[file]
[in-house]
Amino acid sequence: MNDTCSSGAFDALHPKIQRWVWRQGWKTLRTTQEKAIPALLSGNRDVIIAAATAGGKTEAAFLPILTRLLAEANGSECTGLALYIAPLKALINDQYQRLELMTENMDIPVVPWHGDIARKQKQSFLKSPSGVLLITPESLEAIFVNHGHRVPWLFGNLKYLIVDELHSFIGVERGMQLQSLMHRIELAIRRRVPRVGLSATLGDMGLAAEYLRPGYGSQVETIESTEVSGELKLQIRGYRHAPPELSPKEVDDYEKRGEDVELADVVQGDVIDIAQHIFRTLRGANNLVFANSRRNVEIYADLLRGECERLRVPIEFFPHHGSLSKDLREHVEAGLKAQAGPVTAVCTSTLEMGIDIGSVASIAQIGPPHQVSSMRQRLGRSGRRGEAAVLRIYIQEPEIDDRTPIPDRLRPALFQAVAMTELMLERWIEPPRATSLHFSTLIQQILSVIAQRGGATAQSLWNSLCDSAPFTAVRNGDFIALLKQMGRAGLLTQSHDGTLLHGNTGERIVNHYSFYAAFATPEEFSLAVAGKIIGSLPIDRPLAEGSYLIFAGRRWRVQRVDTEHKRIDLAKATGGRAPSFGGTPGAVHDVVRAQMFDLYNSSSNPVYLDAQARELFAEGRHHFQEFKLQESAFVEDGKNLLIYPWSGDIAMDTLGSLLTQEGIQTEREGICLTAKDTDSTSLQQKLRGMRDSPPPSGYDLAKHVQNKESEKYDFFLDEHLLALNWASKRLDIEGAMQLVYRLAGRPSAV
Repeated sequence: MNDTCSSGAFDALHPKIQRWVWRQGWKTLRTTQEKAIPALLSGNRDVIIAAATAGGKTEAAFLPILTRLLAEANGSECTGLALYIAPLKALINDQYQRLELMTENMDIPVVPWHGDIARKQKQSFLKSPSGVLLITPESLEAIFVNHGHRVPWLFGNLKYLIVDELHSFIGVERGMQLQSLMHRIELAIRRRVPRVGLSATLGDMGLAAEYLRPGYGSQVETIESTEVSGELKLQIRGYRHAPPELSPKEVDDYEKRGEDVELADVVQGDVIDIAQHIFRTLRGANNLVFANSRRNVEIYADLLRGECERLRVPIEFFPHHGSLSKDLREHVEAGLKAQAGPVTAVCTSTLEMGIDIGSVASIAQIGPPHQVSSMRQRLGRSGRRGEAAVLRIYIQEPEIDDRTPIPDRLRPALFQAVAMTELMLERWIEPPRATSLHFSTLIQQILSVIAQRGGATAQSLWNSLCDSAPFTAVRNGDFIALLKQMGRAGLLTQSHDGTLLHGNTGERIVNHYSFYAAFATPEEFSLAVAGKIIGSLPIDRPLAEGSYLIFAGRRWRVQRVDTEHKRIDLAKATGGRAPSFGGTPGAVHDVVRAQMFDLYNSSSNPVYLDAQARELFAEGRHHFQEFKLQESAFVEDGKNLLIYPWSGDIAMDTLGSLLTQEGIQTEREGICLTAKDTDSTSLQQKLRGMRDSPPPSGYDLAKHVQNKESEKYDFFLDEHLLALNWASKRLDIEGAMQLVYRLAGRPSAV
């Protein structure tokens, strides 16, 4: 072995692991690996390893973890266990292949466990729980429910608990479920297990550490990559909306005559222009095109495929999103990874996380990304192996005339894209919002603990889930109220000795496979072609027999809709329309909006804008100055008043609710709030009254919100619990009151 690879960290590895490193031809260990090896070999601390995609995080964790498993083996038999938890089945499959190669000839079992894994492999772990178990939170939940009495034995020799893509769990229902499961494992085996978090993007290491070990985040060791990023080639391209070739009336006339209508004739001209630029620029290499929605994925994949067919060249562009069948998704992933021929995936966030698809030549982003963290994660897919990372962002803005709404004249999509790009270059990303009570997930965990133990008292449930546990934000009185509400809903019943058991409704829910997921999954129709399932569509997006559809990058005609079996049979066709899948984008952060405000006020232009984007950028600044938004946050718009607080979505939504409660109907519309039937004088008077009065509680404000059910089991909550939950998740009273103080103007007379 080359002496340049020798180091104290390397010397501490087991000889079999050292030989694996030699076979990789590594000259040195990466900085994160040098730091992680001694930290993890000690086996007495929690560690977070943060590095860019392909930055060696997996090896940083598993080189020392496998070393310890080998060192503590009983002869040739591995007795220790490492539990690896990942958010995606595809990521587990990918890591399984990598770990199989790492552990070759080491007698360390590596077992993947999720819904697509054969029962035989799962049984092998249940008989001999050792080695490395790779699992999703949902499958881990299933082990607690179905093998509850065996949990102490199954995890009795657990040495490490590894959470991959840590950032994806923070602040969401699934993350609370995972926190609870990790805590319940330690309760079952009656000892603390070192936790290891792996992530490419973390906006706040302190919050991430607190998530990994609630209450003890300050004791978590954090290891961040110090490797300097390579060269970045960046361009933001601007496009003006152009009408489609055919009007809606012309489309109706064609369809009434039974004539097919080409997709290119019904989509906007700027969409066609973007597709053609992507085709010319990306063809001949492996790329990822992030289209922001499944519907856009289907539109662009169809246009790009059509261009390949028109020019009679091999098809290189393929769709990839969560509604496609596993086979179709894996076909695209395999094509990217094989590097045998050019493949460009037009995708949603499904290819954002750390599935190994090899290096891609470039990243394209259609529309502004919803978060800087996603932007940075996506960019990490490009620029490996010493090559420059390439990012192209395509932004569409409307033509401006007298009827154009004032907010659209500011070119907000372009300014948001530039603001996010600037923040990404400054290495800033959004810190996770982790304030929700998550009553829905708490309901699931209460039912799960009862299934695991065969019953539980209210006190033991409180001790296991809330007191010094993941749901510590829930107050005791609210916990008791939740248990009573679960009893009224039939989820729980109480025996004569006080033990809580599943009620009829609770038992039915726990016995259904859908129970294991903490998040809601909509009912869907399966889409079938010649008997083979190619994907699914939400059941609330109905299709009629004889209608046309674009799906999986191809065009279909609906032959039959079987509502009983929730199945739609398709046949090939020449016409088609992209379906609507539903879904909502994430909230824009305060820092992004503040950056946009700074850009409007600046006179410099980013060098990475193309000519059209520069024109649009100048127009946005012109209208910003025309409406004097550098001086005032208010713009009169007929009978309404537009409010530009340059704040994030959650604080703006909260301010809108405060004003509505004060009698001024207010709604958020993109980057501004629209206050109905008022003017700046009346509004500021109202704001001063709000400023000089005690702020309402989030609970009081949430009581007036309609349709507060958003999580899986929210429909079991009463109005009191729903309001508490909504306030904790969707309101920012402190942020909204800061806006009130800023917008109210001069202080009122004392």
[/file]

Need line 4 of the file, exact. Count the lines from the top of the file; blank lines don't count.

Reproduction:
């Protein structure tokens, strides 16, 4: 072995692991690996390893973890266990292949466990729980429910608990479920297990550490990559909306005559222009095109495929999103990874996380990304192996005339894209919002603990889930109220000795496979072609027999809709329309909006804008100055008043609710709030009254919100619990009151 690879960290590895490193031809260990090896070999601390995609995080964790498993083996038999938890089945499959190669000839079992894994492999772990178990939170939940009495034995020799893509769990229902499961494992085996978090993007290491070990985040060791990023080639391209070739009336006339209508004739001209630029620029290499929605994925994949067919060249562009069948998704992933021929995936966030698809030549982003963290994660897919990372962002803005709404004249999509790009270059990303009570997930965990133990008292449930546990934000009185509400809903019943058991409704829910997921999954129709399932569509997006559809990058005609079996049979066709899948984008952060405000006020232009984007950028600044938004946050718009607080979505939504409660109907519309039937004088008077009065509680404000059910089991909550939950998740009273103080103007007379 080359002496340049020798180091104290390397010397501490087991000889079999050292030989694996030699076979990789590594000259040195990466900085994160040098730091992680001694930290993890000690086996007495929690560690977070943060590095860019392909930055060696997996090896940083598993080189020392496998070393310890080998060192503590009983002869040739591995007795220790490492539990690896990942958010995606595809990521587990990918890591399984990598770990199989790492552990070759080491007698360390590596077992993947999720819904697509054969029962035989799962049984092998249940008989001999050792080695490395790779699992999703949902499958881990299933082990607690179905093998509850065996949990102490199954995890009795657990040495490490590894959470991959840590950032994806923070602040969401699934993350609370995972926190609870990790805590319940330690309760079952009656000892603390070192936790290891792996992530490419973390906006706040302190919050991430607190998530990994609630209450003890300050004791978590954090290891961040110090490797300097390579060269970045960046361009933001601007496009003006152009009408489609055919009007809606012309489309109706064609369809009434039974004539097919080409997709290119019904989509906007700027969409066609973007597709053609992507085709010319990306063809001949492996790329990822992030289209922001499944519907856009289907539109662009169809246009790009059509261009390949028109020019009679091999098809290189393929769709990839969560509604496609596993086979179709894996076909695209395999094509990217094989590097045998050019493949460009037009995708949603499904290819954002750390599935190994090899290096891609470039990243394209259609529309502004919803978060800087996603932007940075996506960019990490490009620029490996010493090559420059390439990012192209395509932004569409409307033509401006007298009827154009004032907010659209500011070119907000372009300014948001530039603001996010600037923040990404400054290495800033959004810190996770982790304030929700998550009553829905708490309901699931209460039912799960009862299934695991065969019953539980209210006190033991409180001790296991809330007191010094993941749901510590829930107050005791609210916990008791939740248990009573679960009893009224039939989820729980109480025996004569006080033990809580599943009620009829609770038992039915726990016995259904859908129970294991903490998040809601909509009912869907399966889409079938010649008997083979190619994907699914939400059941609330109905299709009629004889209608046309674009799906999986191809065009279909609906032959039959079987509502009983929730199945739609398709046949090939020449016409088609992209379906609507539903879904909502994430909230824009305060820092992004503040950056946009700074850009409007600046006179410099980013060098990475193309000519059209520069024109649009100048127009946005012109209208910003025309409406004097550098001086005032208010713009009169007929009978309404537009409010530009340059704040994030959650604080703006909260301010809108405060004003509505004060009698001024207010709604958020993109980057501004629209206050109905008022003017700046009346509004500021109202704001001063709000400023000089005690702020309402989030609970009081949430009581007036309609349709507060958003999580899986929210429909079991009463109005009191729903309001508490909504306030904790969707309101920012402190942020909204800061806006009130800023917008109210001069202080009122004392």